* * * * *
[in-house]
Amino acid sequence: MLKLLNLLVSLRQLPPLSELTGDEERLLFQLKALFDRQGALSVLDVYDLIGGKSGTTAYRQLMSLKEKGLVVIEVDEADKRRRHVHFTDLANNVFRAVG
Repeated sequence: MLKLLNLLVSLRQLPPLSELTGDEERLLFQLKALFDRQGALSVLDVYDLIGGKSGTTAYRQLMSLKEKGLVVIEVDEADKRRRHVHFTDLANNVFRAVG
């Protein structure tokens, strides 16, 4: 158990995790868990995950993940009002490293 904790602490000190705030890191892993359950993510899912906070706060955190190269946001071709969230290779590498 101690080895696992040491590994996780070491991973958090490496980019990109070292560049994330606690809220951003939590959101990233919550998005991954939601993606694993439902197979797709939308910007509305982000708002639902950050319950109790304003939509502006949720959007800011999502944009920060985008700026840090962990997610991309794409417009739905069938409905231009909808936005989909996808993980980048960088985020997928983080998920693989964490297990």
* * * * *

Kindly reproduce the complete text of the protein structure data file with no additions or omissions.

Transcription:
[in-house]
Amino acid sequence: MLKLLNLLVSLRQLPPLSELTGDEERLLFQLKALFDRQGALSVLDVYDLIGGKSGTTAYRQLMSLKEKGLVVIEVDEADKRRRHVHFTDLANNVFRAVG
Repeated sequence: MLKLLNLLVSLRQLPPLSELTGDEERLLFQLKALFDRQGALSVLDVYDLIGGKSGTTAYRQLMSLKEKGLVVIEVDEADKRRRHVHFTDLANNVFRAVG
């Protein structure tokens, strides 16, 4: 158990995790868990995950993940009002490293 904790602490000190705030890191892993359950993510899912906070706060955190190269946001071709969230290779590498 101690080895696992040491590994996780070491991973958090490496980019990109070292560049994330606690809220951003939590959101990233919550998005991954939601993606694993439902197979797709939308910007509305982000708002639902950050319950109790304003939509502006949720959007800011999502944009920060985008700026840090962990997610991309794409417009739905069938409905231009909808936005989909996808993980980048960088985020997928983080998920693989964490297990």